The question about the aircraft is a wider one. To what extent the money will be spent on sterling goods and services will depend on the discussions that I mentioned that we are now to have with the Indonesian Government as to how the help can be most effectively used. I shall bear in mind the point made by the hon. Gentleman about the desirability of using British manufactures wherever possible.
§ Mr. Dalyell
As my right hon. Friend knows, I have been making sustained criticisms of his Indonesian policy for the last nine months, and spoke harshly of it during the debate on foreign affairs, in December. Will he accept that this offer puts me in a strong position to congratulate him on his present initiative and to welcome it? Will he further, through the most able Indonesian Chargé d'Affaires, Mr. Suryo-di-Puro, and his staff, who have gained much respect from 1113 hon. Members who are interested in these matters, repeat that none of us thinks in terms of wanting Indonesia to become any kind of Western "stooge", and will he convey to the Indonesian Government that our hope is for a prosperous and genuinely independent Indonesia taking her rightful place as one of the great nations of the world in the twentieth century, with whom we hope to have relations—
§ Mr. Dalyell
Immediately on the statement, is it realised that many of us who, five years ago were rather starry-eyed about aid to developing countries, have swung round to the view that trade, not aid, is the most satisfactory long-term relationship with developing countries—
§ Mr. Stewart
The question of trade is a rather wider question, to which we shall give consideration. With regard to the first part of my hon. Friend's remarks as to his comments in the previous nine months, that illustrates the need for patience by everyone in this very difficult situation. It is most certainly the wish of Her Majesty's Government that Indonesia should be a peaceful and prosperous nation.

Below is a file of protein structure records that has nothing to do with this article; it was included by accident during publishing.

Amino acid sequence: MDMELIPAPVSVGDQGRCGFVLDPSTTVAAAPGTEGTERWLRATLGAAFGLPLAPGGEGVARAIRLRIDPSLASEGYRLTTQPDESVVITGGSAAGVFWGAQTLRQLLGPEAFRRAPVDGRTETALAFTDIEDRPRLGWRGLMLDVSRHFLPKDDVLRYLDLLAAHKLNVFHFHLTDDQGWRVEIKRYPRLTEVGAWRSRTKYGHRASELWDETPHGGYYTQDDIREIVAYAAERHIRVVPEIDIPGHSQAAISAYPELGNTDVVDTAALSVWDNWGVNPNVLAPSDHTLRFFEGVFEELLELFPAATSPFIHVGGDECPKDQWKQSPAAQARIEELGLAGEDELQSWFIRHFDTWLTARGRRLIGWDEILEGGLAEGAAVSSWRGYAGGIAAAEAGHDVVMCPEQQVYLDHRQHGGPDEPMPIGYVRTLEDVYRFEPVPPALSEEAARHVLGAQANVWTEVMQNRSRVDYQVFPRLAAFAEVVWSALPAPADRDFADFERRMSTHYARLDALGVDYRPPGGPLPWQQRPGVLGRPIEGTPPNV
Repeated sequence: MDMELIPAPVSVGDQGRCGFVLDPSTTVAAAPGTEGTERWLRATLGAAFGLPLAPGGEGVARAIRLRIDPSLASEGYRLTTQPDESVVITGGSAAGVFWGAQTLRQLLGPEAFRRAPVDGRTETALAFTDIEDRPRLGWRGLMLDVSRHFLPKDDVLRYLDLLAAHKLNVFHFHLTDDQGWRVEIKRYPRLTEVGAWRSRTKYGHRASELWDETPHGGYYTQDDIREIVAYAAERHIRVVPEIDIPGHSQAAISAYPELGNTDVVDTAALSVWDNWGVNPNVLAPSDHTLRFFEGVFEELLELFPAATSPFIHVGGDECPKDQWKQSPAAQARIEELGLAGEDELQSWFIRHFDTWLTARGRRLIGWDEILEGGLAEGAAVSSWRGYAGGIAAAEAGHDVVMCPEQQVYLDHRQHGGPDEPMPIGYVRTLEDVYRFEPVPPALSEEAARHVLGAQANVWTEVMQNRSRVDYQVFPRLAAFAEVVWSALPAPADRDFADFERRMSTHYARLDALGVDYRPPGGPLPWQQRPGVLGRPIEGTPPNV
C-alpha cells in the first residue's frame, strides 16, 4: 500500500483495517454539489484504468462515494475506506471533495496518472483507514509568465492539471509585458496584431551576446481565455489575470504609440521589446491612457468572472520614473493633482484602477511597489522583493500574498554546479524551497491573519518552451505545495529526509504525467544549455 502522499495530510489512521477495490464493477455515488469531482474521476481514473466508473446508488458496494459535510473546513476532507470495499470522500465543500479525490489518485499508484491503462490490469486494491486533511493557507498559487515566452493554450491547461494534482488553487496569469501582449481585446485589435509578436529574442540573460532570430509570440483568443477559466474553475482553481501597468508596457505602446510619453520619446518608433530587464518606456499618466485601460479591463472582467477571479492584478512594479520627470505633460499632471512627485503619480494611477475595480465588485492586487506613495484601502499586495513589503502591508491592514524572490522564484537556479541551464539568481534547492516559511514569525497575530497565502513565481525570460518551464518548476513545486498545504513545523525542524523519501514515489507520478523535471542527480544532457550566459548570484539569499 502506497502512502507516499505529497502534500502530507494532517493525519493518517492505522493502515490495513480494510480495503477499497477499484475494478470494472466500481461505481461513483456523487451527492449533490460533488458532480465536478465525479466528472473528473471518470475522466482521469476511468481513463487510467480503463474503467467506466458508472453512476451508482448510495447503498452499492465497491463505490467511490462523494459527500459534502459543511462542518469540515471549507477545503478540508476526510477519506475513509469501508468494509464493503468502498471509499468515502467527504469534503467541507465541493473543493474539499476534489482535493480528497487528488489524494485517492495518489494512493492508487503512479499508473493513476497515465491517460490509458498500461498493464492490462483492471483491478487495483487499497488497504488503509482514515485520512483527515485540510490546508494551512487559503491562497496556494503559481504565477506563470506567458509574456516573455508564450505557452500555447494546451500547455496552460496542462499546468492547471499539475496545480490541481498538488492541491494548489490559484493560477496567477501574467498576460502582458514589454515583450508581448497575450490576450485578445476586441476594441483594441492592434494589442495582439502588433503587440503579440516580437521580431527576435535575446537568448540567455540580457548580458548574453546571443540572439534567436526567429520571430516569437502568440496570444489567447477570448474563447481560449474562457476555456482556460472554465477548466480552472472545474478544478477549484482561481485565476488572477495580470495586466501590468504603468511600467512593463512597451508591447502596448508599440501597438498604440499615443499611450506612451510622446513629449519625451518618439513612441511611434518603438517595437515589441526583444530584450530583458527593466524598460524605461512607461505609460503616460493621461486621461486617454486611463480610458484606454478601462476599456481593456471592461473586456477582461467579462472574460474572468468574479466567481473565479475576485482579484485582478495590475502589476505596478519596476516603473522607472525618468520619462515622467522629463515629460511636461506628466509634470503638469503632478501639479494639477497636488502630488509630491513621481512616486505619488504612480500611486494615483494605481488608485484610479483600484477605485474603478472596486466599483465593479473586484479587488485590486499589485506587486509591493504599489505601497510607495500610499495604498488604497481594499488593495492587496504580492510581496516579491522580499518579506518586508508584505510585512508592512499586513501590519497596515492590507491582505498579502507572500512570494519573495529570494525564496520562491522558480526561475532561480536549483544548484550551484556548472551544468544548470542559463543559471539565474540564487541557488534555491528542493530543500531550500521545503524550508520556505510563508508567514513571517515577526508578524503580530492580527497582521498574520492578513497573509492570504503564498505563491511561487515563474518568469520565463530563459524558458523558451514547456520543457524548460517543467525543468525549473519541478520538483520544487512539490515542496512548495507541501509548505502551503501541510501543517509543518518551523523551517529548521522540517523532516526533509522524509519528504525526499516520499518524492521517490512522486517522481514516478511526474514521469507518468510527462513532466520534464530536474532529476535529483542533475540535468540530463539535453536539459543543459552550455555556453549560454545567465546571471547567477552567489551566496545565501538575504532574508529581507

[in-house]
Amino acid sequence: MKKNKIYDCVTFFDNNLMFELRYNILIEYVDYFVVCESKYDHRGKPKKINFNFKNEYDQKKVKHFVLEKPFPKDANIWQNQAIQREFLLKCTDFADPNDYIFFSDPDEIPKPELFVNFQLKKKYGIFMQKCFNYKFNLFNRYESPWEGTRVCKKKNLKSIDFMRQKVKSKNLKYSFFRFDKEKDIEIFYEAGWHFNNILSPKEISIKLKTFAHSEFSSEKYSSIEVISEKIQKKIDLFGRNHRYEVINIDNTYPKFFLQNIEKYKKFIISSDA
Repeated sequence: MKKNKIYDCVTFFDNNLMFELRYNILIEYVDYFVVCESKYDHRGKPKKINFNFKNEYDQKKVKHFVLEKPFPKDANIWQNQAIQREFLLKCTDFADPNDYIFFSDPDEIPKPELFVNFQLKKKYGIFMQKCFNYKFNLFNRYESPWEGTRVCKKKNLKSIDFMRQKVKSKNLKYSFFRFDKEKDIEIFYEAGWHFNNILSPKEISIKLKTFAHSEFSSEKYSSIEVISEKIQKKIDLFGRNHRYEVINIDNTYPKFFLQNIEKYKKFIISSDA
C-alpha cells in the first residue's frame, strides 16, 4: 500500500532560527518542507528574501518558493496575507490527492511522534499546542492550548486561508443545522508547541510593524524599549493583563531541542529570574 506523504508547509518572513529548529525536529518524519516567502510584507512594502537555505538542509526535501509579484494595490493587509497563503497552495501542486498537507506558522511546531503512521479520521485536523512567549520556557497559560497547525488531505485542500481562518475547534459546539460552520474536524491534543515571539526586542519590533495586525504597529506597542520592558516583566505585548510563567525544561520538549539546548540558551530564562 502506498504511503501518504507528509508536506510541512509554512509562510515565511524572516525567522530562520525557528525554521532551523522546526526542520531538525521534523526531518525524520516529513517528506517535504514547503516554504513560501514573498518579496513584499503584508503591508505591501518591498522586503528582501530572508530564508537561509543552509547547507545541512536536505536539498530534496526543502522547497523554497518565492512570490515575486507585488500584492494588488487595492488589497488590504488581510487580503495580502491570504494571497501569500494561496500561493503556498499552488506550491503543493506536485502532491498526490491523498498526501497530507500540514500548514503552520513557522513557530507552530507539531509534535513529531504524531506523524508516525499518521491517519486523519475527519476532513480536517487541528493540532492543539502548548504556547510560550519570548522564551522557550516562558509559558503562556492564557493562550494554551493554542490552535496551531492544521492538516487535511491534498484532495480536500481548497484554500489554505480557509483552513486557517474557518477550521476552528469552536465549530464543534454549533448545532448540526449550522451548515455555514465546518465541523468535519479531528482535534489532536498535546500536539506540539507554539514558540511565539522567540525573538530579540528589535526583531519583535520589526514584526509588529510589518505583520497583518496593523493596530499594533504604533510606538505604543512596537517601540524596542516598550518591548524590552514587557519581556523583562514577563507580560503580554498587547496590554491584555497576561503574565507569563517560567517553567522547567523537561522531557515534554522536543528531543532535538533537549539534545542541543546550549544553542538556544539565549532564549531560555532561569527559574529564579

§ Mr. Michael Foot
Does my right hon. Friend appreciate that many of us feel that the unconditional gesture which he has made accords with the very best traditions of this House, and that we congratulate him on it? Many of us feel that an ending of the dispute with Indonesia could make a most substantial contribution to the future of our own economy as well as to the areas there. We congratulate him on the course which he has taken.
§ Mr. Stewart
I am obliged to my hon. Friend. It is true that the ending of the confrontation could bring great benefits both to Indonesia and to ourselves.
§ Dame Joan Vickers
I thank the right hon. Gentleman for his statement. He will know that for some time I, as Chairman of the Anglo-Indonesian Association in this country, have been working towards getting better relations between our two countries. His statement is most gratifying. I hope that he will see that the money is used for humanitarian reasons, as there are many people who are very hungry and in need of medical supplies because of the recent floods—our Association contributed £100, a very small amount, but a token of our concern. This money will be most welcome at the present time.